We bring attention to some warning signs relating to mental health. This is particular important at this time.    

Bright Heart

Bright Heart

In time of stress, mental health is increasingly important. We consider some warning signs.

Your child’s mental health during times of stress

According to The Guardian, fewer young people are receiving help with mental health issues. This is despite levels of anxiety and depression having risen sharply in the under 18 age group. 

Reasons include mental health services being suspended or restricted and a lack of in-person engagement. The closure of schools – a first point of referral for distressed children – has certainly not helped.  

an unhappy girl doing homework
Learning and engagement is strongly affected by one's mental and emotional state.

Lockdowns have negatively impacted many children

Almost one in four children living under COVID-19 lockdowns, social restrictions and school closures are dealing with feelings of anxiety, with many at risk of lasting psychological distress, including depression. In recent surveys by Save the Children of over 6000 children and parents in the US, Germany, Finland, Spain and the UK, up to 65 per cent of the children struggled with boredom and feelings of isolation.”  

Reliefweb International, 7 May 2020

The pandemic has turned the lives of millions of children and young people upside down. Many young people are finding it hard to cope with isolation, a loss of routine, anxiety about the future, a disruption to their education, and in some cases difficult or traumatic experiences at home.”

Emma Thomas of YoungMinds, a leading UK not-for-profit championing mental health for young people

boy with anxiety
We all have times when we need to talk to someone. This is especially true for children.

The impact of COVID-19 on children's mental health

While it has been a challenging time for parents, children have felt the effects of social distancing and isolation with far-reaching effects. The British Psychological Society, together with more than thirty other organisations, have written an open letter to the Government. This letter was urging them to limit the long-term impact of the pandemic on young people’s mental health.

What should parents consider for their child's mental health?

Previously, we covered the importance of planning an active day in our homeschooling tips for parents and the importance of physical activity. Eating regular meals, getting sufficient sleep and limiting screen time go together with this.

Good mental health is a much-needed foundation for learning.

However, you may find your children require additional support.  

Some warning signs to be aware of in your child’s behaviour that could indicate impaired mental health can be remembered by using the acronym MASK:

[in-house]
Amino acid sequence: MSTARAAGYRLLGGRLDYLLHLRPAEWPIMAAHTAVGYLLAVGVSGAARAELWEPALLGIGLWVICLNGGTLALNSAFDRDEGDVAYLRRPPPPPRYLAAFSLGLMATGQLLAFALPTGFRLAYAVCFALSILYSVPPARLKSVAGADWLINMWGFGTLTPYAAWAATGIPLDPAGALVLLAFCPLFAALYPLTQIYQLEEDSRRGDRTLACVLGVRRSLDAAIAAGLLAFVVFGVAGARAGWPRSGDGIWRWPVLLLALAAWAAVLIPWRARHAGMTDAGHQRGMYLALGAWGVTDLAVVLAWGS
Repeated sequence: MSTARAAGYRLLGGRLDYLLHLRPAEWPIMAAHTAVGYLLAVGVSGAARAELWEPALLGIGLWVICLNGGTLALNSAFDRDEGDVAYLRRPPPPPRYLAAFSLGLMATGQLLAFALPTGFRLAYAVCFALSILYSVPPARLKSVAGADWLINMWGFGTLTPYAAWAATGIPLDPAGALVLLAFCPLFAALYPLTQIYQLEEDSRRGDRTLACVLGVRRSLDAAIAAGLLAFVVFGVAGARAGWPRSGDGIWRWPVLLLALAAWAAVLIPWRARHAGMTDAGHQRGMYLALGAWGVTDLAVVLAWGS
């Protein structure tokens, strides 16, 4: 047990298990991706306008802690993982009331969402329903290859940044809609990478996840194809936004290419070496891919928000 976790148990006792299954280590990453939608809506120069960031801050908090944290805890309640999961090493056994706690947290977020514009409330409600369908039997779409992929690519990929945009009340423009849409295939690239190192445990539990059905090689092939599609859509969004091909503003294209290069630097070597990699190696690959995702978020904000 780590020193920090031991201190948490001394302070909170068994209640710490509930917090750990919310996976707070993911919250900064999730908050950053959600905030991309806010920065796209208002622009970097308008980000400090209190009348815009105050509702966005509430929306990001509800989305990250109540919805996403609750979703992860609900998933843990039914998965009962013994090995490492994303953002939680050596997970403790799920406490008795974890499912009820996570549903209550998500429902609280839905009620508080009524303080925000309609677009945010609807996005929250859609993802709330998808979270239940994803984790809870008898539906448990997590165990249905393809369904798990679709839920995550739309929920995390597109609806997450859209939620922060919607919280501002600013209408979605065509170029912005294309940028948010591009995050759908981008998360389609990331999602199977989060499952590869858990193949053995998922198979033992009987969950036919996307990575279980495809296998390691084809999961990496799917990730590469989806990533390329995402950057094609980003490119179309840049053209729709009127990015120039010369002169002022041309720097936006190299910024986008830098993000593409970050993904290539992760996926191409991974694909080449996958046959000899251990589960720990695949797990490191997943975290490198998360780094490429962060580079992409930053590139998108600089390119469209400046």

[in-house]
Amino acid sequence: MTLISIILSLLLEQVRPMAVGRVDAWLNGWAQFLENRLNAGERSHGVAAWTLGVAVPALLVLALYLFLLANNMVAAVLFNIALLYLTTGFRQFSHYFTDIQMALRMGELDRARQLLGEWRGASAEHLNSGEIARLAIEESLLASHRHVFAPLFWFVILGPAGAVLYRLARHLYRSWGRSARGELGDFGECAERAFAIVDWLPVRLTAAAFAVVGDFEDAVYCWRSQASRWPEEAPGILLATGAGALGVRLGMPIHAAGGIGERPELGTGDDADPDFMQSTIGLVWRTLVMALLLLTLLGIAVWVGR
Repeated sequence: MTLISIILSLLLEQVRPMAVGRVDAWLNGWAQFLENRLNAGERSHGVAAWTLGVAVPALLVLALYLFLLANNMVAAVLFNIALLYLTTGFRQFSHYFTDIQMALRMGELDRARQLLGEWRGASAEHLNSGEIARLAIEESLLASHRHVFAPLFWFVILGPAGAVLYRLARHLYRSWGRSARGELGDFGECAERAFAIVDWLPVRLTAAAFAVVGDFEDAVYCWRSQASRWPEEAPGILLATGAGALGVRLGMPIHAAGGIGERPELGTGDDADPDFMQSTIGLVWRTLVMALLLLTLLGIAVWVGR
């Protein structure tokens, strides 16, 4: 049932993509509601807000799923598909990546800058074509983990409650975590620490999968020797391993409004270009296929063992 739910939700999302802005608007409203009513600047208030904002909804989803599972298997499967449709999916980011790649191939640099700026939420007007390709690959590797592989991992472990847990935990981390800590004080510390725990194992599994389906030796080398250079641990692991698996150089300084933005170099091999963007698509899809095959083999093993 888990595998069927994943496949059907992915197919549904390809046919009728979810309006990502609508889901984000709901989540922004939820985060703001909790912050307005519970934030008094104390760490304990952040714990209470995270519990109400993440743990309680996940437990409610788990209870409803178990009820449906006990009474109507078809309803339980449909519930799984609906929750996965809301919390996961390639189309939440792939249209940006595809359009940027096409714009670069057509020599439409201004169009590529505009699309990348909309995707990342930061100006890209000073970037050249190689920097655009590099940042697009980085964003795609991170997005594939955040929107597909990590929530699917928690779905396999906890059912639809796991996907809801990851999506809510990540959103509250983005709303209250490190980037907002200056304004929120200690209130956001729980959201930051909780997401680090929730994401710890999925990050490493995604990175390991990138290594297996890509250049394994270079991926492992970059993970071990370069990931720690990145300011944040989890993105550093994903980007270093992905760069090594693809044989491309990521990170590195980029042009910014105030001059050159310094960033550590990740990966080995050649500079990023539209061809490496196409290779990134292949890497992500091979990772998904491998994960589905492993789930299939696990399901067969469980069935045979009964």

M – Mood

They get irritable, argumentative or aggressive towards you. They may blame you if things go wrong. They can also become withdrawn.

A – Actions

They may experience changes in eating and sleeping patterns. Look out for any signs of bullying, over- or under-eating or self-harm.

S – Social

They suddenly appear especially bored, lonely or withdrawn or they start to get into trouble. Losing interest in friends and other things they liked to do or loss of interest and motivation with schoolwork are common warning signs.

K - Keep talking

Refusing or being reluctant to talk about how they’re feeling is common. But keep listening and ask how they are feeling. When they do open up, make sure they know there’s someone there who really cares.

Please note that these symptoms are by no means diagnostic in nature. Professional advice is always preferable, especially if you have any doubt as to what may be causing the change in your child’s behaviour.

Attention and active listening go a long way in making sure your child does not slip under the radar.

Where can I get extra help for my child's mental health?

Fortunately, there is plenty of help at hand and we recommend reaching out to the team at YoungMinds where you will find many resources and professional support available.

Other sources of support include:

The NSPCC and the Mental Health Foundation.

We are also here to help with any learning issues relating to anxiety and social and emotional mental health. Feel free to get in touch with one of our experienced directors to discuss your needs. We offer a free consultation and a free trial lesson to help build rapport.


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